Friday, May 7, 2010

A Re-Laxing Weekend

The scouting report says that their top attackman is a great finisher who also sees the field, their big middie has a hard shot, their defense is very aggressive and their goalie makes saves, outlets the ball and generally takes charge of that entire side of the field.

TigerBlog is talking about the Lower Bucks-Central Bucks game Saturday morning for first place in the Southeast Pennsylvania Youth Lacrosse Association 7/8 grade Northern Division. Lower Bucks-Central Bucks. Now there's a rivalry.

What, you were thinking Ivy League tournament?

For the second time in five years, the sport of men's lacrosse is making national news for reasons it would prefer not to. TigerBlog has read a great deal about the current case, including an extraordinary piece on a website called

On what would be considered the more mainstream sites, such as, every update to the story brings with it hundreds or thousands of reader comments. And, of course, many of the comments are from people who don't follow lacrosse closely, and almost all of those rip the lacrosse stereotype of spoiled rich kids from elite prep schools.

Lower Bucks has 18 players on its roster. Central Bucks probably has about the same. Of that group of nearly 40 kids, odds are good that none will become a Division I college player. But who knows? Maybe one will.

And then multiply that out by all of the leagues like Lower Bucks and Central Bucks that didn't exist anymore, and clearly the landscape of the sport is changing, at least at the youth and high school level.

The Lower Bucks and Central Bucks kids aren't poor, but they're hardly rich. For the most part they'll end up as public high school kids, just like the tens of thousands of other youth players around the country just like them.

Eventually, lacrosse on the college level will get away from the stereotype. And, who knows, maybe there will start to be a movement to grow the sport nationally with an expansion of the number of Division I teams, perhaps something that will one day trace its origin to Bill Tierney's move to Denver.

In the meantime, in the face of the horrible tragedy for which there are no words that can accurately sum up how sad it all is, college lacrosse hits its best time, with the end of the conference tournaments, the NCAA selections and then the tournament itself.

For the first time, there is an Ivy League tournament, won by the Penn women a week ago and kicking off today at 5 with the Princeton-Yale game at Cornell. The host school will face Brown at 8; the winners play Sunday at noon.

The tournament determines only the league's automatic bid to the NCAA tournament. The four teams competing have already shared the league title, and nothing this weekend will change that designation.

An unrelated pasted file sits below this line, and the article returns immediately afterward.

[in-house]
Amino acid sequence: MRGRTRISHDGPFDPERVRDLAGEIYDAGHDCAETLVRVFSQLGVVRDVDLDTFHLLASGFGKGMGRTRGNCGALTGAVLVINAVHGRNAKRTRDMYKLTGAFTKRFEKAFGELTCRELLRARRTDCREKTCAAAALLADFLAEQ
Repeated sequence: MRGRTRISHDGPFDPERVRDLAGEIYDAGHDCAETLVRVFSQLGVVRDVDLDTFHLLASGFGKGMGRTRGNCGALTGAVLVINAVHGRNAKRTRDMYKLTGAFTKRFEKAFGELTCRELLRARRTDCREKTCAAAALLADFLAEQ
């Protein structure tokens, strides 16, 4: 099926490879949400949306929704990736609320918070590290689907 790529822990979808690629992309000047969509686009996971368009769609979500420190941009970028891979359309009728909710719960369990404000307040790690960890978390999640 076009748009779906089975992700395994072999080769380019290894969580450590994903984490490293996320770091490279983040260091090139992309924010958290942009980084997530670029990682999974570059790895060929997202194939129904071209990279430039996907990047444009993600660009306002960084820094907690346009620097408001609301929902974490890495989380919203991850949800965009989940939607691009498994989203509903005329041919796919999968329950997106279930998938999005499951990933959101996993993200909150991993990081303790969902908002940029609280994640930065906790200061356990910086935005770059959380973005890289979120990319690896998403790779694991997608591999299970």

All in all, fans of Ivy lacrosse couldn't ask for more.

You have Princeton and Cornell, whose NCAA positions seem safe, and Yale and Brown, who probably need a win or even two to get in.

You have a very young Princeton team and a very, very young Yale team in a rematch of a game from March 27 that was tied 1-1, 2-2, 3-3, 4-4, 5-5 and 6-6 before Princeton freshman Jeff Froccaro scored with 37 seconds left to win it.

You have Brown vs. Cornell in a game that Brown won two weeks ago, on the same field to boot. And down the road, in Sunday's final?

Any of the matchups are fascinating, but the one Princeton fans are hoping to see is one between their team and Cornell, after last weekend's dramatic and, for the Orange and Black fans, completely frustrating 10-9 win by the Big Red.

Of course, much of the lacrosse selections depend on RPI and quality wins. Could it be better for a team, mathematically at least, to lose? It's possible (but not something TB is going to get into here).

Stuck in the middle of the Ivy tournament is the 7/8 grade game. TB will watch both events with great interest and fascination.

In Ithaca, he'll see the best of what the sport has to offer, high quality Division I lacrosse played by nationally ranked teams in rivalries that date back a long time, in the case of Princeton-Yale to 1882, played by athletes who are also students at some of the nation's finest colleges. They play for teams that have great history and great presents, having battled each other in tremendous games this year and in recent years.

And in the youth game, he'll see a reminder that the game can be played with innocence, by kids who probably will never get to play in events like the college conference tournaments, by kids who are a walking monument to the game's evolution.

Go Princeton.

And Lower Bucks.


Anonymous said...

Please. There are other sports than lacrosse.

Anonymous said...

yeah. but few other good ones.